I asked this question two months ago on MSE, where it earned the rare
*Tumbleweed* badge for garnering zero votes, zero answers, and 25 views over 61 days.
Perhaps justifiably so! Here I repeat it with slight improvements.

Let $P$ be a polyhedron, all of whose vertices are at points of $\mathbb{Z}^3$, all of whose edges are parallel to an axis, with every face simply connected, and the surface topologically a sphere. Let $A(P)$ be the

*area sequence*, the sorted list of areas of $P$'s faces. For example:

Using regular expression notation, this sequence can be written as $1^4 2^2 3^2$.

In analogy with golygons, I wondered if there is a $P$ with
$A(P)= 1^1 2^1 3^1 4^1 5^1 \cdots$. I don't think so, i.e.,
I conjecture there are no *golyhedra*. **Q1**. Can anyone prove or disprove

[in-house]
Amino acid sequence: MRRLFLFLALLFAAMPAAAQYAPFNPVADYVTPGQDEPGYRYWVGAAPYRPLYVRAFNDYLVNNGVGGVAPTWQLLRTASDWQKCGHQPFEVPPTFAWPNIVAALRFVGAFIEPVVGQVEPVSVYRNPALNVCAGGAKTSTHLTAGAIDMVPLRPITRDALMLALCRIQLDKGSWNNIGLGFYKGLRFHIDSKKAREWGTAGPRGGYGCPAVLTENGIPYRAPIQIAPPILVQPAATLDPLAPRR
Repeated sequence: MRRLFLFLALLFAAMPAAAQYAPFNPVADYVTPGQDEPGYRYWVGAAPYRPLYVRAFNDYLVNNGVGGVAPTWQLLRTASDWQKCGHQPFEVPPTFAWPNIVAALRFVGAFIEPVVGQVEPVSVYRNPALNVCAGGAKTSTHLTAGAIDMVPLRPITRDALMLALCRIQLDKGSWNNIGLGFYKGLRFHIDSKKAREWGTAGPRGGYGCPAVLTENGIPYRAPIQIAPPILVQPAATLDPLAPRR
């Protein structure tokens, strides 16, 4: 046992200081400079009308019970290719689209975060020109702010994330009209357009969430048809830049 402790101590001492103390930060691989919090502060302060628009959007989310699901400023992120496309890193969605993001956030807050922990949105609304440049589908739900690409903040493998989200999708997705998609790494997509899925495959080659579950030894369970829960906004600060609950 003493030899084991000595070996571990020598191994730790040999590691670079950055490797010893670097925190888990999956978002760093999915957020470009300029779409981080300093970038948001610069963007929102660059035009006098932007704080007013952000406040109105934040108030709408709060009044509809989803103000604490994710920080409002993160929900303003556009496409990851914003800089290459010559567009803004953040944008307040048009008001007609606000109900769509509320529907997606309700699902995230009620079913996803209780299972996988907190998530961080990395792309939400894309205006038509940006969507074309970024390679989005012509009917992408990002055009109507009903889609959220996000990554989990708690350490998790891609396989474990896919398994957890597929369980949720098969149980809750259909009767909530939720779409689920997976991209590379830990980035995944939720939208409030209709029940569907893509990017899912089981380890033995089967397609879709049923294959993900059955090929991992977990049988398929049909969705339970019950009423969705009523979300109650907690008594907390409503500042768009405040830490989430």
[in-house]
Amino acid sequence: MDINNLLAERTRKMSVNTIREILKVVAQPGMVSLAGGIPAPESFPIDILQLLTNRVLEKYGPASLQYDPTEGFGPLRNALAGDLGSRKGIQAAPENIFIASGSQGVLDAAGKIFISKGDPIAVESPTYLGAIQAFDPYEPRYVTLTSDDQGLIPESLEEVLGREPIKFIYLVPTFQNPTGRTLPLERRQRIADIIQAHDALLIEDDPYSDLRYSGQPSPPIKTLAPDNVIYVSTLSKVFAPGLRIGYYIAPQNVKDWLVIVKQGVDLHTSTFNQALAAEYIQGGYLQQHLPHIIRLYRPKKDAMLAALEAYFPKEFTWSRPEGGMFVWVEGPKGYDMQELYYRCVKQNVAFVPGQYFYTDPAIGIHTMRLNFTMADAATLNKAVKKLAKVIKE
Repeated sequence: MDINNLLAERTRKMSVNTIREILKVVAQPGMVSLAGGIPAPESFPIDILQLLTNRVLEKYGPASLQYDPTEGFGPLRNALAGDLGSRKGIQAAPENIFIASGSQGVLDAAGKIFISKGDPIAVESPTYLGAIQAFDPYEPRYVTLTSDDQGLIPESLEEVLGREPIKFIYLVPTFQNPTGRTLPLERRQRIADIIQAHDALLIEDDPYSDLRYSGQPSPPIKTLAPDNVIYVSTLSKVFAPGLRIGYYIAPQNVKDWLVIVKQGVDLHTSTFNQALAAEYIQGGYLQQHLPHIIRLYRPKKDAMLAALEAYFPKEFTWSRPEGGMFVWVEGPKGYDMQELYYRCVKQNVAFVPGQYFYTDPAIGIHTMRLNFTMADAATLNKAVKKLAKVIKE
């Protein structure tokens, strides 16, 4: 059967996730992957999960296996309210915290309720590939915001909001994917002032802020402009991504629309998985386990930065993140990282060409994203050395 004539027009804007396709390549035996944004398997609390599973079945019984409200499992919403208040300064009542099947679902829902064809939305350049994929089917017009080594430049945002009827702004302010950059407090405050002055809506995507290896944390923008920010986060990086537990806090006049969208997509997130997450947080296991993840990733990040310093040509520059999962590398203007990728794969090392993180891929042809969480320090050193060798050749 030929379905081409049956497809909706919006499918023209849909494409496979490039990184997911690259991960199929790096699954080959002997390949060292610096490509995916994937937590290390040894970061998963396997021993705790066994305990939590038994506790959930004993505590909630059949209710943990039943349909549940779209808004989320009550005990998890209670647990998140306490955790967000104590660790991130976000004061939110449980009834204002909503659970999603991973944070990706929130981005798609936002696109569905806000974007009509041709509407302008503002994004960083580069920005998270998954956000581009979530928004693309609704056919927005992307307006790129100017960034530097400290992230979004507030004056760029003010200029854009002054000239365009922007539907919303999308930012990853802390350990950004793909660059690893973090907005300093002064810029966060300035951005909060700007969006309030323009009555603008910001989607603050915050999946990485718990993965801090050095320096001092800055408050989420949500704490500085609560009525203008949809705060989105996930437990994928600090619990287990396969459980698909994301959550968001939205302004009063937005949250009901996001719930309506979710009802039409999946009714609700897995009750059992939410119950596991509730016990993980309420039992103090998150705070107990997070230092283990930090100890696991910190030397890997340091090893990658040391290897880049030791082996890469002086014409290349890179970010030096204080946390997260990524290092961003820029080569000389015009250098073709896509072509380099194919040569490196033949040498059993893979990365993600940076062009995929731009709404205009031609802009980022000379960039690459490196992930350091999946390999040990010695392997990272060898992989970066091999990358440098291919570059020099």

this?

Easier is to achieve $A(P)= 1^+ 2^+ 3^+ \cdots$, where $a^+$ means one or more
$a$'s.
For example, this polyhedron achieves $1^+ 2^+ 3^+ 4^+ 5^+ 6^+$:

**Q2**. But can $A(P)= 1^n 2^n 3^n \cdots$ be achieved, for some $n$?
The above example is in some sense close, with $A(P) = \cdots 4^4 5^4 6^4 \cdots$,
but end effects destroy the regularity.

The broadest question is: **Q3**. Which sequences $A(P)$ are achievable?
Can they be characterized? Or at least constrained?

**(**

*Update**30Apr14*).

**Q1**and

**Q2**are answered by Adam Goucher's brilliant example that achieves $1^1 2^1 3^1 \cdots 32^1$. In light of this advance, a more specific version of

**Q3**may be in order:

**Q3a**: Identify some sequence that is

*not*realized by any $A(P)$.

** Update** (

*9Jun14*): Alexey Nigin has constructed a 15-face golyhedron, described on Adam Goucher's blog. And later a 12-face golyhedron.

golygons: lattice polygons with edge lengths 1,2,3,... – Joseph O'Rourke Apr 28 '14 at 1:17